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NWA Wildside Christmas Chaos 2002

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Guest TSMAdmin

NWA Wildside Christmas Chaos 2002


I guess I made it to the second review here at TSM. You know, I would say something fun or witty or charming here, but it's nine in the damn morning, and I've got a cold. Wit and charm need not apply.


You can get this tape and a bunch of others at www.nwa-wildside.com, the official Wildside website.


Without further ado, let's get to the matches....


Kid Kool vs. Salvatore Rinauro


First off, whoever came up with the idea to change Kid Kool's entrance music to that horrible Silverchair song is an evil, evil person; not because I like New Kids on The Block, but because Silverchair not only suck, it just looked weird, seeing Kid Kool come out to "Anthem Of The Year 2000". Anyway, this was an improvement on their match from September, not only because Sal had his pants on right, but because everything looked a lot more crisp, and they brought something to the match called substance. They did the familiarity spots all throughout the match, as whenever one guy would go for a signature move, usually the other guy would know to block it. I noticed Sal was using a lot of slower-paced offense, which goes totally against the grain of the normal Wildside jr. heavyweight, but completely works for him. Sal also has the coolest new finisher on the market: the Phoenix Fury Legdrop. It's a version of Magnum Tokyo's Viagra Driver, which makes the name so much better. Sal won the match by reversing the Kool Krusher (kip-over in the corner into an Edge-o-Matic) into a roll-up while holding the tights. Really good stuff here, and Sal really shined.


WINNER: Salvatore Rinauro



New Jack Promo


New Jack comes out, for just about no reason, and cuts a promo about inventing a bunch of stuff, such as the racism storyline (he ripped on the Nation Of Domination, old Wildside alumni Ruckus, and D'Lo Brown, who did the Gangstas gimmick with Jack & Mustafa in Smoky Mountain), the "X" arm signal (mainly ripping on DX, who he called "the X Generation"), and hardcore wrestling (I think he even took credit for bleeding in general). He then promised to come back in 2003 to Wildside (which he did, to rip on TNA). After the promo, Jack brings a kid into the ring, and they do the "X" arm sign together.


NWA Wildside TV Title Tournament Finals:

Rainman (w/ Jeff G. Bailey) vs. Tony Mamaluke


This was awesome. If Rainman's feud with Rick Michaels didn't get people's attention, this match certainly will. They started off with a MMA-style feeling out segment. Rainman then went to work on Mamaluke's neck, which Tony totally sold like a king. Mamaluke had the most brilliant selling I've seen of a piledriver in quite some time: he just sort of sat there for a second like he was experiencing paralyzation or something, and then fell down in a heap. The ending of the match truly put over Mamaluke as an inspirational underdog like no other, and he kicked out of everything at the absolute last second, without looking like Superman. He made a small comeback while Rainman was on the top turnbuckle, hitting a superplex into the Sicillian Sleeper, but Jeff G. Bailey raked Tony in the eyes, making him break it. Rainman then hit two Dark City Street Cutters (cradle stunners) for the win. Post-match, Terry Knight, who had been sitting at ringside, comes in and gives Mamaluke a stunner for around, hmmm...no reason. Excellent stuff here; the type of stuff that is so good it elevates both guys instantly, and some of both guys' best stuff yet in Wildside. Sadly, this was Tony's last Wildside big show, as he's with the New Japan Dojo full-time in Los Angeles now. But hopefully, he'll have continued success out there.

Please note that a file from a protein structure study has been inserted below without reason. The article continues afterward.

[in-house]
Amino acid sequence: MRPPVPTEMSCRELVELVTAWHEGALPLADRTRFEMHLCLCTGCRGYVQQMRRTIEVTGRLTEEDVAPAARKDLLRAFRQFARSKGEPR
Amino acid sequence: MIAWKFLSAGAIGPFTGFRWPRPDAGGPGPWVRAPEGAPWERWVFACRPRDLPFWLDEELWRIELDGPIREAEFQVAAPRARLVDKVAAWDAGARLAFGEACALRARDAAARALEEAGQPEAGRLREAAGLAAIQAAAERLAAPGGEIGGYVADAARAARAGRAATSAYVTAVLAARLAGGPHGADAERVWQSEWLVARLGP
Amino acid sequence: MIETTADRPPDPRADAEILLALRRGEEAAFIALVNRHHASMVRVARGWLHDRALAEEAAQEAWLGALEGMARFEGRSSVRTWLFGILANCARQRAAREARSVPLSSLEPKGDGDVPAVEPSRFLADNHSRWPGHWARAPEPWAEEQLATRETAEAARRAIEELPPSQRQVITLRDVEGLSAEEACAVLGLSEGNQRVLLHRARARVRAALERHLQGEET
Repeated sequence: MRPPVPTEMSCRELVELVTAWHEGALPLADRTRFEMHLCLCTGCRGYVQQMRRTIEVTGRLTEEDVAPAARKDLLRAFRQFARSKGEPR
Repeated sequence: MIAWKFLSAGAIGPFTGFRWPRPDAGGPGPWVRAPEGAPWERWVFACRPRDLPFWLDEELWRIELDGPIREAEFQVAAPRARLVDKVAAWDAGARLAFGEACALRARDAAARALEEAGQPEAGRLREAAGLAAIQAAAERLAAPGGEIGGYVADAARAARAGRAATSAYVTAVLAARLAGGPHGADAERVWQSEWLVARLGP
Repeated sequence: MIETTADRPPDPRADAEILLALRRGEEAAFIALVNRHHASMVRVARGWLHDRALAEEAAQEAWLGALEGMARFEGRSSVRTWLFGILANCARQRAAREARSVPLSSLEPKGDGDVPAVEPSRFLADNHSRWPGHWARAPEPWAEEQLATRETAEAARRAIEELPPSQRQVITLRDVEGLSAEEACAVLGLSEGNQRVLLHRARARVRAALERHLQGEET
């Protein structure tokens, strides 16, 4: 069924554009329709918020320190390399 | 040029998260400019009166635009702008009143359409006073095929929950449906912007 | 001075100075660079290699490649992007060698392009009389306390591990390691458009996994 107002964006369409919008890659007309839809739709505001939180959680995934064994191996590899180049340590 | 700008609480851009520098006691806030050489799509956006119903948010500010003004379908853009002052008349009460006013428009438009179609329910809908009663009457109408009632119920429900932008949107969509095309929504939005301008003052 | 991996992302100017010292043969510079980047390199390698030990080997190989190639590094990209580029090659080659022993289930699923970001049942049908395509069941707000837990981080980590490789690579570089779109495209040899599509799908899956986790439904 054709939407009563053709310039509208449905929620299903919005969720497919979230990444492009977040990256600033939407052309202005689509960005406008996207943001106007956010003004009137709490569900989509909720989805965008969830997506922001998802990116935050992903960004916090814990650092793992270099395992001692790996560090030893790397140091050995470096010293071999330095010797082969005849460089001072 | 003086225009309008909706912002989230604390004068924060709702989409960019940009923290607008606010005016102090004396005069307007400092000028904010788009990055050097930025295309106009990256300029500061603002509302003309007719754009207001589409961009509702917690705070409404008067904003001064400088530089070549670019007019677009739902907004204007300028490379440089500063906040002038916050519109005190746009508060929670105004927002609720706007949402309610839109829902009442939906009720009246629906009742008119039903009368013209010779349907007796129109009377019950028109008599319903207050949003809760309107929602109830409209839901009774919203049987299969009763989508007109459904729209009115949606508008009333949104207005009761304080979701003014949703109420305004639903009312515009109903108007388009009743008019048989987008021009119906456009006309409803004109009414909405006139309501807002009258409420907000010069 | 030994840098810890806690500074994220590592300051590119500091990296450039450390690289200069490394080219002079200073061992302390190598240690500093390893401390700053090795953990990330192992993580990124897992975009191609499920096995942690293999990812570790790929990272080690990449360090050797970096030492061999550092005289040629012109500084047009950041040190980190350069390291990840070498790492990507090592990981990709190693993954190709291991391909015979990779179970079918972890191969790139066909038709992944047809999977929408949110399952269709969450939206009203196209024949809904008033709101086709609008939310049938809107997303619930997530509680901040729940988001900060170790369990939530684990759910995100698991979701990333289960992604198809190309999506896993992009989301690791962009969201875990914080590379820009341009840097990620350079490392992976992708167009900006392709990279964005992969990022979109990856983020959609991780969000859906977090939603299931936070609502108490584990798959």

WINNER: Rainman



Future Shock (Jay Freeze & Brandon P.) vs. The Lost Boys (Azrael & Gabriel)


I really dug this match. Future Shock are so awesome as heels, especially considering their experience level. Gabriel worked Freeze's arm some early, which lead to an onslaught of offense from the Lost Boys, including the Time Warp (flip facebuster from a quasi H-Bomb position). Future Shock got the advantage soon thereafter, and do a long heat segment, dominating Gabriel. Freeze especially has perfected the "cocky, loudmouth heel" persona to a tee. They then do the hot tag, and after both teams blocked each others' finishers (Lost Boys' Excommunicator, Future Shock's Aftershock, from the top rope, nonetheless), the Lost Boys hit the Excommunicator on Freeze for the win. Really fun tag match, and Future Shock look to be improving by droves.


WINNERS: Lost Boys



"The Messiah Of The Spinebuster" David Young vs. "The Phenomonal" AJ Styles


First off, before I start reviewing this match, I'd like to let you all know that, very soon, I'll be re-reviewing the Young-Styles time limit draw from early-2002, since I recently re-watched it, then went back to see what I wrote about it (this was before the old SmarkTalk came down), and I just about smacked myself for rating it as low as I did. Now that I got that off of my chest, let me say that this was very good. One thing I really noticed was how the fans seemed to be waiting on pins and needles to boo and taunt AJ, and boo and taunt they did, once AJ cemented himself as a heel in the match. I like AJ as a heel a lot more than I like AJ as a face. They really played up the fact that these two had worked each other a whole bunch that year, with a bunch of reversal spots throughout the match (including a pin reversal spot that actually made sense near the end of the match), both guys blocking some of each other's minor signature moves (David blocking AJ's Mutolock, AJ moving away from David's Asai moonsault), and them hitting each other's finishers on each other near the end. The finish came, though, after a REALLY close near fall false finish after a 450 splash from AJ, as AJ stalled for too long on the top rope, leaving David room to hit a second-rope spinebuster for the win. Really fine stuff here, squeaking "match of the night" honors away from Mamaluke/Rainman.